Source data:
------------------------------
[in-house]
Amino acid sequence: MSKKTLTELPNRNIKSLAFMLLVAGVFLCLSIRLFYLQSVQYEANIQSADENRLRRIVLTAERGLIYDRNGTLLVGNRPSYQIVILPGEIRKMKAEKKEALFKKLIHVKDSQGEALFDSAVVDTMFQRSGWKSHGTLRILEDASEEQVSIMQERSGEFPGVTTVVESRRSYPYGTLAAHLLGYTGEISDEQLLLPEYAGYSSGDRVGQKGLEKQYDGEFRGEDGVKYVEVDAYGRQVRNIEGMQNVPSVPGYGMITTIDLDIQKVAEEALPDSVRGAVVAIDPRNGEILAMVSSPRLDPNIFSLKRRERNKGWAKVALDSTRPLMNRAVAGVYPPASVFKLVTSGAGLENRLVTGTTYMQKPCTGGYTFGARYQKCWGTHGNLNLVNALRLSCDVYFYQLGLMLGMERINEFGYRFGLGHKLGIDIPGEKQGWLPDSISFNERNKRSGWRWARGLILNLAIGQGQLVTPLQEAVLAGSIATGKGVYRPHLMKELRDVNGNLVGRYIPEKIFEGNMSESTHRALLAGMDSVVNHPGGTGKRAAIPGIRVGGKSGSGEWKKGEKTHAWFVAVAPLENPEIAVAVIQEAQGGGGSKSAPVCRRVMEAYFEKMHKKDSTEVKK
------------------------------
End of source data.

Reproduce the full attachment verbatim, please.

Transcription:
[in-house]
Amino acid sequence: MSKKTLTELPNRNIKSLAFMLLVAGVFLCLSIRLFYLQSVQYEANIQSADENRLRRIVLTAERGLIYDRNGTLLVGNRPSYQIVILPGEIRKMKAEKKEALFKKLIHVKDSQGEALFDSAVVDTMFQRSGWKSHGTLRILEDASEEQVSIMQERSGEFPGVTTVVESRRSYPYGTLAAHLLGYTGEISDEQLLLPEYAGYSSGDRVGQKGLEKQYDGEFRGEDGVKYVEVDAYGRQVRNIEGMQNVPSVPGYGMITTIDLDIQKVAEEALPDSVRGAVVAIDPRNGEILAMVSSPRLDPNIFSLKRRERNKGWAKVALDSTRPLMNRAVAGVYPPASVFKLVTSGAGLENRLVTGTTYMQKPCTGGYTFGARYQKCWGTHGNLNLVNALRLSCDVYFYQLGLMLGMERINEFGYRFGLGHKLGIDIPGEKQGWLPDSISFNERNKRSGWRWARGLILNLAIGQGQLVTPLQEAVLAGSIATGKGVYRPHLMKELRDVNGNLVGRYIPEKIFEGNMSESTHRALLAGMDSVVNHPGGTGKRAAIPGIRVGGKSGSGEWKKGEKTHAWFVAVAPLENPEIAVAVIQEAQGGGGSKSAPVCRRVMEAYFEKMHKKDSTEVKK